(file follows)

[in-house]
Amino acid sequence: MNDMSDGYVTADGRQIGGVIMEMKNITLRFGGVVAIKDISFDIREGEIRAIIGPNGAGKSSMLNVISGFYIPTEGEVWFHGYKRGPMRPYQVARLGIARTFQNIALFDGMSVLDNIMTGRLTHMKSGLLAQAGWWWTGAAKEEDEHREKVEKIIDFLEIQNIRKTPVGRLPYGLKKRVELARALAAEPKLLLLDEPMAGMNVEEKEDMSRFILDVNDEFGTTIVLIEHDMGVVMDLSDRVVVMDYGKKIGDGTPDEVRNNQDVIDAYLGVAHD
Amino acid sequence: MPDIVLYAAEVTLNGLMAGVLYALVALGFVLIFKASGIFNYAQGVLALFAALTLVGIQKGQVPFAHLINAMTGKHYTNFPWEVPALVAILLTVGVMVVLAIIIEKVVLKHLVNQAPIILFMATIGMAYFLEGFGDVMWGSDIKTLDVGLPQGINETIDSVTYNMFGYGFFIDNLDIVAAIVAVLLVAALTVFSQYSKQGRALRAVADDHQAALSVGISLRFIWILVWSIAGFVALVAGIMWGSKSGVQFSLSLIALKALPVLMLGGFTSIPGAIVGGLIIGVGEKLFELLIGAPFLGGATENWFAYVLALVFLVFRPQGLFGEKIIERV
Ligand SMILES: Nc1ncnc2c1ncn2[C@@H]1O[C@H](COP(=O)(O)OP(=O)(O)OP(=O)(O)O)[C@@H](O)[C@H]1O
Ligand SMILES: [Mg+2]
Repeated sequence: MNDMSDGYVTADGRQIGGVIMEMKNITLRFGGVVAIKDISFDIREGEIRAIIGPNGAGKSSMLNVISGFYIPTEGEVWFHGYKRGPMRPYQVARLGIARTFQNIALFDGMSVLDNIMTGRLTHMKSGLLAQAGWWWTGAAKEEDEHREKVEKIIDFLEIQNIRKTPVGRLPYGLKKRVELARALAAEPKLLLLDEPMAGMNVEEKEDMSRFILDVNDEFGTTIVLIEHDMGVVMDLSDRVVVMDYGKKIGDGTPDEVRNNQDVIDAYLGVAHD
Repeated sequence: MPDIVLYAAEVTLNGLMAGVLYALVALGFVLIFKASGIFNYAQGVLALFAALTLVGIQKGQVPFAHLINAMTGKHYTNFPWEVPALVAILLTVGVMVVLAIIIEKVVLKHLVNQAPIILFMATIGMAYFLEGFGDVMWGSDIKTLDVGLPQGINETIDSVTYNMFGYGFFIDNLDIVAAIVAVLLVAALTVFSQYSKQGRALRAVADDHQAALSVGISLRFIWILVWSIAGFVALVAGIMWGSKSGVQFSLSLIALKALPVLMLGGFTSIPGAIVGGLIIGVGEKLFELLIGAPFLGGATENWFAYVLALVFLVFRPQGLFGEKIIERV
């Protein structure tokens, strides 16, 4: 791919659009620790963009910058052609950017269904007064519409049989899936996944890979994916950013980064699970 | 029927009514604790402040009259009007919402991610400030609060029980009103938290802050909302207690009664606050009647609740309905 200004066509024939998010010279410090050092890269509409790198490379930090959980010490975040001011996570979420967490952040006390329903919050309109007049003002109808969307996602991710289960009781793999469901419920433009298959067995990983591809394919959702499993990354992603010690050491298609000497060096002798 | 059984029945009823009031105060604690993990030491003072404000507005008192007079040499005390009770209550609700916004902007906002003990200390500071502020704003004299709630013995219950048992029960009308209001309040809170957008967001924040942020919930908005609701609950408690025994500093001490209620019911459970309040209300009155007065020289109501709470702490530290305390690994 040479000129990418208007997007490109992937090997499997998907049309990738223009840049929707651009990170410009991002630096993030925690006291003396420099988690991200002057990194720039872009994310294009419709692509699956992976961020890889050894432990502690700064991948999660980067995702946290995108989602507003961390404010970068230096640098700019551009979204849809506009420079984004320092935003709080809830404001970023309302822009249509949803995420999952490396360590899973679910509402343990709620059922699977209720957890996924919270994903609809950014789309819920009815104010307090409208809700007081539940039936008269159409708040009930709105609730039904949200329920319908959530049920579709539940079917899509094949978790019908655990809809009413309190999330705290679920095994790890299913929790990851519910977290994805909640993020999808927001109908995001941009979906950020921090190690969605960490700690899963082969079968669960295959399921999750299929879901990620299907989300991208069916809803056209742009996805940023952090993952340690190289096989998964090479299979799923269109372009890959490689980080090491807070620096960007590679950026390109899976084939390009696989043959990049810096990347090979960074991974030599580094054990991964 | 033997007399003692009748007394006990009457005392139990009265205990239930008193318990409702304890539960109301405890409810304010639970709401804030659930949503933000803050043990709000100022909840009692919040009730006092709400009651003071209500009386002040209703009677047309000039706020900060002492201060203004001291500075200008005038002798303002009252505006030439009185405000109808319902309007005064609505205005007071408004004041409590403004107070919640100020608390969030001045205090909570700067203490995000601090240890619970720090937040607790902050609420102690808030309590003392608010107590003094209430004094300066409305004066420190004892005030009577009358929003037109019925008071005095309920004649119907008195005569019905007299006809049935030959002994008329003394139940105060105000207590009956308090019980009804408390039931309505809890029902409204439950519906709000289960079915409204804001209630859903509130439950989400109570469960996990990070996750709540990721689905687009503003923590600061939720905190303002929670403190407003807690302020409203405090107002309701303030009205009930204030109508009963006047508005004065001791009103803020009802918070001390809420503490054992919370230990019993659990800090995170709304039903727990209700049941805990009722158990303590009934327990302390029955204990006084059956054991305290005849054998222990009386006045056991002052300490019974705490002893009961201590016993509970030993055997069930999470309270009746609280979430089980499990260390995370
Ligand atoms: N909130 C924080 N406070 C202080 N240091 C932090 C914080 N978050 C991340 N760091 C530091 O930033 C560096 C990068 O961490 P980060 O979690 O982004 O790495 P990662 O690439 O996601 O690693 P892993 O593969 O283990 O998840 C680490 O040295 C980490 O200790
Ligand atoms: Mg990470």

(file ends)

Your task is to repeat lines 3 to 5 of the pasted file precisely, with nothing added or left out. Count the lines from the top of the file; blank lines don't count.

Amino acid sequence: MPDIVLYAAEVTLNGLMAGVLYALVALGFVLIFKASGIFNYAQGVLALFAALTLVGIQKGQVPFAHLINAMTGKHYTNFPWEVPALVAILLTVGVMVVLAIIIEKVVLKHLVNQAPIILFMATIGMAYFLEGFGDVMWGSDIKTLDVGLPQGINETIDSVTYNMFGYGFFIDNLDIVAAIVAVLLVAALTVFSQYSKQGRALRAVADDHQAALSVGISLRFIWILVWSIAGFVALVAGIMWGSKSGVQFSLSLIALKALPVLMLGGFTSIPGAIVGGLIIGVGEKLFELLIGAPFLGGATENWFAYVLALVFLVFRPQGLFGEKIIERV
Ligand SMILES: Nc1ncnc2c1ncn2[C@@H]1O[C@H](COP(=O)(O)OP(=O)(O)OP(=O)(O)O)[C@@H](O)[C@H]1O
Ligand SMILES: [Mg+2]